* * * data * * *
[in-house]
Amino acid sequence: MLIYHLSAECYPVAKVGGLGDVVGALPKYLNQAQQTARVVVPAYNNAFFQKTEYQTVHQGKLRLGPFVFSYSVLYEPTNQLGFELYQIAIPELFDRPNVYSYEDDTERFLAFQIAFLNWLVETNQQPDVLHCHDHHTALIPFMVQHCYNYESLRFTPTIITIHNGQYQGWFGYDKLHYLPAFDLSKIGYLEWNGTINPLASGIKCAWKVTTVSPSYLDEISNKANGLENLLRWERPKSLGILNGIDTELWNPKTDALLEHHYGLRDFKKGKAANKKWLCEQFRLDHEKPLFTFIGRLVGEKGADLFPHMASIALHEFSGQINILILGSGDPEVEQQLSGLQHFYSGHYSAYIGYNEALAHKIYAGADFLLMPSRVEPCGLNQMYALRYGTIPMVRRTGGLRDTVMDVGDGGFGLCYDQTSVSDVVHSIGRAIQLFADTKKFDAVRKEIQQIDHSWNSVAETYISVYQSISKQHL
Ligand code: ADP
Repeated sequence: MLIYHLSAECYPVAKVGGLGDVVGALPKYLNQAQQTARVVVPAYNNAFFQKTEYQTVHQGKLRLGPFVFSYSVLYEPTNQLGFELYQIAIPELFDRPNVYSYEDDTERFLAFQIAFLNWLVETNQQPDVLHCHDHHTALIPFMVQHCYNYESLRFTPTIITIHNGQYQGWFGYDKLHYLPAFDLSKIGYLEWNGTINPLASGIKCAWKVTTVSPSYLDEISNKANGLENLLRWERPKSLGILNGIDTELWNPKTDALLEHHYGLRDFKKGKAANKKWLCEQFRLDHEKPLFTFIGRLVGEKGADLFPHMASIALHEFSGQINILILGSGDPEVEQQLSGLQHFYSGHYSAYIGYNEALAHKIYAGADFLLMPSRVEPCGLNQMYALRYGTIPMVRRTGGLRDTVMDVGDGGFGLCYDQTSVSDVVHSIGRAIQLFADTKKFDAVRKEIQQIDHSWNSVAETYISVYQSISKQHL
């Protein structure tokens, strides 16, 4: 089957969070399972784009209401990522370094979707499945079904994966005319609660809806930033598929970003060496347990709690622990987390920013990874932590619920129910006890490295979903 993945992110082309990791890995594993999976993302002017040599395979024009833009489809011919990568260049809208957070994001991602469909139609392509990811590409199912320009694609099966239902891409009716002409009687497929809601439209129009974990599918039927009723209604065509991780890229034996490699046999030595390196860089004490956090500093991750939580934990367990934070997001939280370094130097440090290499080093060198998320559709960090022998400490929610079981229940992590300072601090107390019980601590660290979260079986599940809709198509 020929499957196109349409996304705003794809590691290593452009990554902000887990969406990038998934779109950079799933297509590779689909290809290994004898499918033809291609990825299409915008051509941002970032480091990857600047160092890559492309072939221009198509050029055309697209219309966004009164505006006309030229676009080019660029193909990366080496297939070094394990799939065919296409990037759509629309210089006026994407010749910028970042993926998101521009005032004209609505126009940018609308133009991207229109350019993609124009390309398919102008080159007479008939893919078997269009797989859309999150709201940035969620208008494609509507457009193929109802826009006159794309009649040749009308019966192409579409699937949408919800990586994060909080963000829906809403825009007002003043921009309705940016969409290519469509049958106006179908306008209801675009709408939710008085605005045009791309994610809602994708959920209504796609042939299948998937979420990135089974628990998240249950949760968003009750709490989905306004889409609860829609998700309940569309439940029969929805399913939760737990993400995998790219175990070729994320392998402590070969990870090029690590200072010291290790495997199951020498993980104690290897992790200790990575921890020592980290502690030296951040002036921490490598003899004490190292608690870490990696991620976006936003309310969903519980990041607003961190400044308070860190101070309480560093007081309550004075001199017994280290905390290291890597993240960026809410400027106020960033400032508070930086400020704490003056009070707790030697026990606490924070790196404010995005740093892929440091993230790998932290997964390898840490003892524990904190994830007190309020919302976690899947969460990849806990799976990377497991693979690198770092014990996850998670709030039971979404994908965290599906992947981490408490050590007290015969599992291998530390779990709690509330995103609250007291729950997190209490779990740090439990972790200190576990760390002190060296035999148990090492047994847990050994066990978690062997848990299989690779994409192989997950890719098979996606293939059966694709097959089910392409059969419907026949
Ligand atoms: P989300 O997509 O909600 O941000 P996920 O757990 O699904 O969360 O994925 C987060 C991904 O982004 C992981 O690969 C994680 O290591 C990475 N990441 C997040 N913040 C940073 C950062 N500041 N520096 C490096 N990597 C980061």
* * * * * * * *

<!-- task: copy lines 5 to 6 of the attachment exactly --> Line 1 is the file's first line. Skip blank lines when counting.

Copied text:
């Protein structure tokens, strides 16, 4: 089957969070399972784009209401990522370094979707499945079904994966005319609660809806930033598929970003060496347990709690622990987390920013990874932590619920129910006890490295979903 993945992110082309990791890995594993999976993302002017040599395979024009833009489809011919990568260049809208957070994001991602469909139609392509990811590409199912320009694609099966239902891409009716002409009687497929809601439209129009974990599918039927009723209604065509991780890229034996490699046999030595390196860089004490956090500093991750939580934990367990934070997001939280370094130097440090290499080093060198998320559709960090022998400490929610079981229940992590300072601090107390019980601590660290979260079986599940809709198509 020929499957196109349409996304705003794809590691290593452009990554902000887990969406990038998934779109950079799933297509590779689909290809290994004898499918033809291609990825299409915008051509941002970032480091990857600047160092890559492309072939221009198509050029055309697209219309966004009164505006006309030229676009080019660029193909990366080496297939070094394990799939065919296409990037759509629309210089006026994407010749910028970042993926998101521009005032004209609505126009940018609308133009991207229109350019993609124009390309398919102008080159007479008939893919078997269009797989859309999150709201940035969620208008494609509507457009193929109802826009006159794309009649040749009308019966192409579409699937949408919800990586994060909080963000829906809403825009007002003043921009309705940016969409290519469509049958106006179908306008209801675009709408939710008085605005045009791309994610809602994708959920209504796609042939299948998937979420990135089974628990998240249950949760968003009750709490989905306004889409609860829609998700309940569309439940029969929805399913939760737990993400995998790219175990070729994320392998402590070969990870090029690590200072010291290790495997199951020498993980104690290897992790200790990575921890020592980290502690030296951040002036921490490598003899004490190292608690870490990696991620976006936003309310969903519980990041607003961190400044308070860190101070309480560093007081309550004075001199017994280290905390290291890597993240960026809410400027106020960033400032508070930086400020704490003056009070707790030697026990606490924070790196404010995005740093892929440091993230790998932290997964390898840490003892524990904190994830007190309020919302976690899947969460990849806990799976990377497991693979690198770092014990996850998670709030039971979404994908965290599906992947981490408490050590007290015969599992291998530390779990709690509330995103609250007291729950997190209490779990740090439990972790200190576990760390002190060296035999148990090492047994847990050994066990978690062997848990299989690779994409192989997950890719098979996606293939059966694709097959089910392409059969419907026949
Ligand atoms: P989300 O997509 O909600 O941000 P996920 O757990 O699904 O969360 O994925 C987060 C991904 O982004 C992981 O690969 C994680 O290591 C990475 N990441 C997040 N913040 C940073 C950062 N500041 N520096 C490096 N990597 C980061």